We’re excited to present version 1.2.1 of the pillar package, the package that is responsible for printing tibbles to the terminal. This small release addresses feedback concerning the output of tibbles. In particular, groups of three digits are now highlighted to give a better idea about the order of magnitude of decimal numbers. In addition, a few minor bugs were fixed, such as the output for S3 classes extending
numeric (like durations from lubridate) and the output very small numbers.
Please see the release notes for the full list of improvements and bug fixes. Because the changes in this package mostly affect the output for tibbles, examples in this blog post are shown using the tibble package.
In response to use feedback, the following changes were made to the output:
- Previous versions of pillar showed all but the three “significant” digits in a subtle color. This highlights the wrong digits in some common use cases and is now turned off by default.
- The negation sign is printed next to the number again. Aligning all negation signs turned out to be confusing in some cases.
- Groups of three digits are now underlined, starting with the fourth before/after the decimal point. This gives a better idea of the order of magnitude of the numbers.
x <- -123456789 * (10 ^ c(-2, -5, -6, NA, -8, -10)) * c(-1, 1) x
#>  1.234568e+06 -1.234568e+03 1.234568e+02 NA 1.234568e+00 #>  -1.234568e-02
#> # A tibble: 6 x 1 #> x #> <dbl> #> 1 1234568. #> 2 -1235. #> 3 123. #> 4 NA #> 5 1.23 #> 6 -0.0123
- Scientific notation uses regular digits again for exponents, to improve legibility and because in some common fonts the superscript digits aren’t aligned correctly.
print(tibble(x), width = 15)
#> # A tibble: 6 #> # x 1 #> x #> <dbl> #> 1 1.23e+6 #> 2 -1.23e+3 #> 3 1.23e+2 #> 4 NA #> 5 1.23e+0 #> 6 -1.23e-2
To avoid confusion, the decimal dot is now always printed for numbers of type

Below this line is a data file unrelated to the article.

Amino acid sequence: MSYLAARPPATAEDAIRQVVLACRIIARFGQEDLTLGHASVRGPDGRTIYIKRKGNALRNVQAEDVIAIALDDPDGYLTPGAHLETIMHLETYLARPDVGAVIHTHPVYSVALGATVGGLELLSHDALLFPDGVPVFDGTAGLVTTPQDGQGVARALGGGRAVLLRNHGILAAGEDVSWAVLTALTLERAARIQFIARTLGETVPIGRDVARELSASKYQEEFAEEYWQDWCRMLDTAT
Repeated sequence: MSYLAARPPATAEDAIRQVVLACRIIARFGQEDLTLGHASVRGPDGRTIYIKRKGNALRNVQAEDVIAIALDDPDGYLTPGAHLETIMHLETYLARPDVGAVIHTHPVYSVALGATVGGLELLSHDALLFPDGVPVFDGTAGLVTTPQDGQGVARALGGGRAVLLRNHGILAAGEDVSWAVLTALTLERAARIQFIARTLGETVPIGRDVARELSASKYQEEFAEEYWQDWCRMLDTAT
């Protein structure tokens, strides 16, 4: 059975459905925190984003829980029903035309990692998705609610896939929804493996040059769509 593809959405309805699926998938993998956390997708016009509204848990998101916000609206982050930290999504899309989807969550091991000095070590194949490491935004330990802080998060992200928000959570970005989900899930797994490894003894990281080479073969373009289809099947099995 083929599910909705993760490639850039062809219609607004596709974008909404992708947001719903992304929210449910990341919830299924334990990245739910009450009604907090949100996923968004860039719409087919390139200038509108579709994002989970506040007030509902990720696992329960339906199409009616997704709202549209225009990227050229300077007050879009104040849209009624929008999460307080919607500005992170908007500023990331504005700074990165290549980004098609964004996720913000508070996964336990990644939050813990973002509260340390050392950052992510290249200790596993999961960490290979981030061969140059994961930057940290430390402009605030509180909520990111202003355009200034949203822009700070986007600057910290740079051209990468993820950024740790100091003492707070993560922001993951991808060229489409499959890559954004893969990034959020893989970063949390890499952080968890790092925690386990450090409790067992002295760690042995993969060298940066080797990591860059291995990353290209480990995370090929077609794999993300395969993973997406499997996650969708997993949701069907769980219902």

numeric, but trailing zeros are no longer shown if all displayed numbers are whole numbers. Compare the following outputs:
whole <- c(1, 3, 5) tibble(whole)
#> # A tibble: 3 x 1 #> whole #> <dbl> #> 1 1. #> 2 3. #> 3 5.
tibble(wholeish = whole + 0.00000001)
#> # A tibble: 3 x 1 #> wholeish #> <dbl> #> 1 1.00 #> 2 3.00 #> 3 5.00
Are you a lubridate user? Durations and other objects are displayed again:
tibble(duration = lubridate::as.duration(1:3))
#> # A tibble: 3 x 1 #> duration #> <S4: Duration> #> 1 1s #> 2 2s #> 3 3s
(This also works for other data types that extend
numeric but don’t implement a
pillar_shaft() method. See the “Extending tibble” vignette for details on providing better support for printing your data type in a tibble.)
Very small numbers are now printed correctly.
tiny <- c(1e-310, 1e-320, 1e-330) tiny
#>  1.000000e-310 9.999889e-321 0.000000e+00
#> # A tibble: 3 x 1 #> tiny #> <dbl> #> 1 1.00e-310 #> 2 10.00e-321 #> 3 0.
Tibble or pillar?
Now that pillar is responsible for generating the output for tibbles, what is the best place to discuss problems or suggest ideas?
As usual, if you’re not sure if a particular behavior is intended, StackOverflow is a good place to ask, use the
[tibble] tags and perhaps the
[tidyverse] tag. Include a reproducible example, perhaps using the reprex package with a
reprex::reprex(venue = "so") call.
To submit bugs or suggest ideas for the output of tibbles, use the tibble issue tracker, your contributions are always welcome. Add a reprex with
reprex::reprex(). Unfortunately, the reprex package doesn’t support rendering color and font effects yet, please include a screenshot if these details matter for your example.
If you are developing a package that uses pillar, or if you are sure that you have found a problem in this package, you can also use the pillar issue tracker. Please restrict your reprex to the pillar package in these situations.
We’d like to use the opportunity to thank all contributors to pillar since its inception. Thanks to everyone, your feedback is very valuable to us: @adsaxon, @benmarwick, @brodieG, @cboettig, @DavisVaughan, @dpeterson71, @echasnovski, @edzer, @ijlyttle, @jennybc, @leondutoit, @lionel-, @martinjhnhadley, @PMassicotte, @randomgambit, @rkahne, @strengejacke, @tmelconian, and @wibeasley.